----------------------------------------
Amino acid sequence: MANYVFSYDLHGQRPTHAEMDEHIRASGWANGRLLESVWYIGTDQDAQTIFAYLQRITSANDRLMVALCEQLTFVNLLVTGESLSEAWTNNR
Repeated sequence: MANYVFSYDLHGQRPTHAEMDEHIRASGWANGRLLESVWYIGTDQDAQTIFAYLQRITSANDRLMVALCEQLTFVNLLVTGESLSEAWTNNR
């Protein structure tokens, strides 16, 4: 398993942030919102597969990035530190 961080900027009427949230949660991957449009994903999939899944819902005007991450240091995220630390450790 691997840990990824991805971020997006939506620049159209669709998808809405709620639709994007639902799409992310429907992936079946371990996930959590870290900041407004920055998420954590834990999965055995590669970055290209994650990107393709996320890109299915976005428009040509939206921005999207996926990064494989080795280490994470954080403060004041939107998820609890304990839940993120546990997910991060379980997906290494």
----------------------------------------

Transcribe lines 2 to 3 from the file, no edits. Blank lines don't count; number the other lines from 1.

Repeated sequence: MANYVFSYDLHGQRPTHAEMDEHIRASGWANGRLLESVWYIGTDQDAQTIFAYLQRITSANDRLMVALCEQLTFVNLLVTGESLSEAWTNNR
């Protein structure tokens, strides 16, 4: 398993942030919102597969990035530190 961080900027009427949230949660991957449009994903999939899944819902005007991450240091995220630390450790 691997840990990824991805971020997006939506620049159209669709998808809405709620639709994007639902799409992310429907992936079946371990996930959590870290900041407004920055998420954590834990999965055995590669970055290209994650990107393709996320890109299915976005428009040509939206921005999207996926990064494989080795280490994470954080403060004041939107998820609890304990839940993120546990997910991060379980997906290494």